The earliest known inscriptions in the Latin alphabet date from the
6th century BC. It was adapted from the Etruscan
alphabet during the 7th century BC. The letters Y and Z were taken from
the Greek alphabet to write
Greek loan words. Other letters were added from time to time as the
Latin alphabet was adapted for other languages.
Type of writing system: alphabet
Direction of writing: right to left, boustrophedon or left to right
Used to write: Latin
Ancient Latin alphabet
This is one version of the Ancient Latin alphabet. Many of the letters
have serveral different shapes in different inscriptions and texts.
There were no lower case letters at first, and K, Y
and Z used only for writing words of Greek origin. The letters
J, U and W were added to the alphabet at a later
stage to write languages other than Latin. J is a variant of
I, U is a variant of V, and W was introduced
as a 'double-v' to make a distinction between the sounds we know as
'v' and 'w' which was unnecessary in Latin.
Modern Latin alphabet
The modern Latin alphabet consists of 52 letters, including both upper
and lower case, plus 10 numerals, punctuation marks and a variety of
other symbols such as &, % and @. Many languages
add a variety of accents to
the basic letters, and a few also use extra
letters and ligatures.
The lowercase letters developed from cursive versions of the uppercase letters.
A B C D E F G H I J K L M N O P Q R S T U V W X Y Z
a b c d e f g h i j k l m n o p q r s t u v w x y z
Accented letters & special characters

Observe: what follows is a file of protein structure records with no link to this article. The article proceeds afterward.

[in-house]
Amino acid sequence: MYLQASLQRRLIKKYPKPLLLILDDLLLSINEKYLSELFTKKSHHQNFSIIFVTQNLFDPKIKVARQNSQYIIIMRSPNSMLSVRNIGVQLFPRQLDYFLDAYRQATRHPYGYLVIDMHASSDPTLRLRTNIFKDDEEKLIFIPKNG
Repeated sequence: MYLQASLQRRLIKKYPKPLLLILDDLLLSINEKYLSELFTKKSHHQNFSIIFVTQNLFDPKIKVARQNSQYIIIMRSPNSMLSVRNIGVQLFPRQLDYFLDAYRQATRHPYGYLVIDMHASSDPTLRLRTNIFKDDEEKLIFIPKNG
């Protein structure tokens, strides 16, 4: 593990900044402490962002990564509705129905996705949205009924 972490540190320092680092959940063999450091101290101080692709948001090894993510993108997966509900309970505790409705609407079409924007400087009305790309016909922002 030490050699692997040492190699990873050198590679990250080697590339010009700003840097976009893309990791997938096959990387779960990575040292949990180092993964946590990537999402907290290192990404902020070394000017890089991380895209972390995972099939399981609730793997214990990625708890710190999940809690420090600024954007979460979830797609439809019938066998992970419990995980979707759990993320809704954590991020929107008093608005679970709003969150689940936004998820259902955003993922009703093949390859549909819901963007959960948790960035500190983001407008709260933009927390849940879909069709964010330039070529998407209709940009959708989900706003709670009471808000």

Many languages supplement the basic Latin alphabet with a variety of accented letters:
These accented letters can have a number of different functions:
Modifying the pronunciation of a letter
Indicating where the stress should fall in a word
Indicating emphasis in a sentence
Indicating pitch or intonation of a word or syllable
Eth, Thorn, Yogh and Wynn were used in Old English;
Eth and Thorn are also used in Icelandic;
the long s was used in English and other languages to write non-final
esses until about the late 18th / early 19th century; the dotted upper
case i and dotless lowercase i are used in Turkish,
and the schwa is used in Azeri.
The other letters are used in various other languages, particularly
those spoken in West Africa.
Ligatures (two or three letters joined together)
These are used in a number of languages including French, German,
Icelandic, Croatian and Dutch:
ALPHABETUM - a Unicode font
specifically designed for ancient scripts, including classical
& medieval Latin, ancient Greek, Etruscan, Oscan, Umbrian,
Faliscan, Messapic, Picene, Iberian, Celtiberian, Gothic, Runic,
Old & Middle English, Hebrew, Sanskrit, Old Nordic, Ogham,
Kharosthi, Glagolitic, Old Cyrillic, Phoenician, Avestan, Ugaritic,
Linear B, Anatolian scripts, Coptic, Cypriot, Brahmi, Old Persian cuneiform: